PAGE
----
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Senate Approves Measure Aimed at Preventing Prisoner Abuse

06 October 2005

The U.S. Senate has approved a measure that would impose standards on the military's treatment of detainees in the wake of prisoner abuse scandals at the Abu Ghraib detention center and elsewhere. The vote was 90 to Nine. But the White House has vowed to veto the measure.

The measure would ban the use of cruel, inhumane or degrading treatment or punishment against anyone in custody of the Defense Department or in a Department of Defense facility, and would require that U.S. troops follow procedures in the Army Field Manual when they detain or interrogate suspects.

The bill is a response to last year's prisoner abuse scandal, which erupted with the publication of photographs showing U.S. military personnel humiliating and abusing detainees at the Abu Ghraib prison in Iraq.

Senator John McCain, an Arizona Republican and a former prisoner of war in Vietnam, is chief sponsor of the measure, which is contained in an amendment to a defense spending bill.

"It is harming our image in the world, terribly," Mr. McCain says. "We have got to clarify that that is not what the United States is all about.  That is what makes us different, that is what makes us different from the enemy we are fighting."

Speaking on the Senate floor, Senator McCain read a letter of support from former Secretary of State Colin Powell, who also is a former chairman of the Joint Chiefs of Staff at the Pentagon.  The letter said the world will note that America is making a clear statement with respect to the expected future behavior of our soldiers.  The letter continued, such a reaction will help deal with the terrible public diplomacy crisis created by Abu Ghraib.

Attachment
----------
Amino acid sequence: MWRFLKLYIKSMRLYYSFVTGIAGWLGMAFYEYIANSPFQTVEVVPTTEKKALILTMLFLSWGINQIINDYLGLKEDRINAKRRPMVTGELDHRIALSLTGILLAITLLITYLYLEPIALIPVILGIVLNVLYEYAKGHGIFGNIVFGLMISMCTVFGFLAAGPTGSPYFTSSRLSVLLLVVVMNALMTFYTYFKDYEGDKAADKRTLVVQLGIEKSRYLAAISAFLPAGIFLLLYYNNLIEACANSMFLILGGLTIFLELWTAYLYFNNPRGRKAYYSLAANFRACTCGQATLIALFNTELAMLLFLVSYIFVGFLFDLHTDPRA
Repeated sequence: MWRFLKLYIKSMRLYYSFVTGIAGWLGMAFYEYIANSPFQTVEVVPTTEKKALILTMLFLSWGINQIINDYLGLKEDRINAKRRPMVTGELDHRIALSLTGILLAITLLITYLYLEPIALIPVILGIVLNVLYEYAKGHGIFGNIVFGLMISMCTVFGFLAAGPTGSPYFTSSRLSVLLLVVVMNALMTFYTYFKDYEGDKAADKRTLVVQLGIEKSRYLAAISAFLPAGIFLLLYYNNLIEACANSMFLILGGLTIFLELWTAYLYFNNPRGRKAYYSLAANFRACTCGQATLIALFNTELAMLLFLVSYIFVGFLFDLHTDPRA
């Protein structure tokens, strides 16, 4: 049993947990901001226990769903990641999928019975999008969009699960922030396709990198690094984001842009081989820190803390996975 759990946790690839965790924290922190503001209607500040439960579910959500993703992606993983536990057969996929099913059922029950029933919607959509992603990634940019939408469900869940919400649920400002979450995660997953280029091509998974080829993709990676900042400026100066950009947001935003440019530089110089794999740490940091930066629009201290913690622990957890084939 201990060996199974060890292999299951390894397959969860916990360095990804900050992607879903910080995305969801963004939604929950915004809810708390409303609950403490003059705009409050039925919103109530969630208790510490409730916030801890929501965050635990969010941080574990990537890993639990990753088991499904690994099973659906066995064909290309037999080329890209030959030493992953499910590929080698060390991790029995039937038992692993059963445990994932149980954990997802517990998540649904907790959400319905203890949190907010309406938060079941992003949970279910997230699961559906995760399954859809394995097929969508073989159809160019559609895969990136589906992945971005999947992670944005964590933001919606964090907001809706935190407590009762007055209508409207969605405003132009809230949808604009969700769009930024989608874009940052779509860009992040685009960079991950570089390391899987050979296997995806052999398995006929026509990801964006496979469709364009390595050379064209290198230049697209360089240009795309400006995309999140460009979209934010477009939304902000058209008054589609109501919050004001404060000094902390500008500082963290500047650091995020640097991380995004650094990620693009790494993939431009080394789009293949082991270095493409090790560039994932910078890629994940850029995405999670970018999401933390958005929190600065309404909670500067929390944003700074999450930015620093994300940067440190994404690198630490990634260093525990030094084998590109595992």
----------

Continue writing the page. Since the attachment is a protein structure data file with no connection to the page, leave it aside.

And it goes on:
Cosponsor of the bill, Senator Dick Durbin, an Illinois Democrat, said confusion surrounding current interrogation rules necessitated the measure.

"We owe it to the hundreds of thousands of men and women who serve us every single day and risk their lives to set clear rules so they know how to treat detainees in custody," he says.

But at the White House, spokesman Scott McClellan signaled that President Bush would veto the defense bill if the amendment on prisoner interrogation was attached to it. 

"It would limit the president's abilities as commander in chief to effectively carry out the war on terrorism," Mr. McClellan says.

Senator McCain vowed to continue working with the White House to forge a compromise on the issue.

Earlier, the Senate approved by voice vote an amendment sponsored by Senator Lindsey Graham, a South Carolina Republican, to clarify the legal status of enemy combatants held at the Guantanamo Bay, Cuba detention facility and increase congressional oversight of their detention and release.

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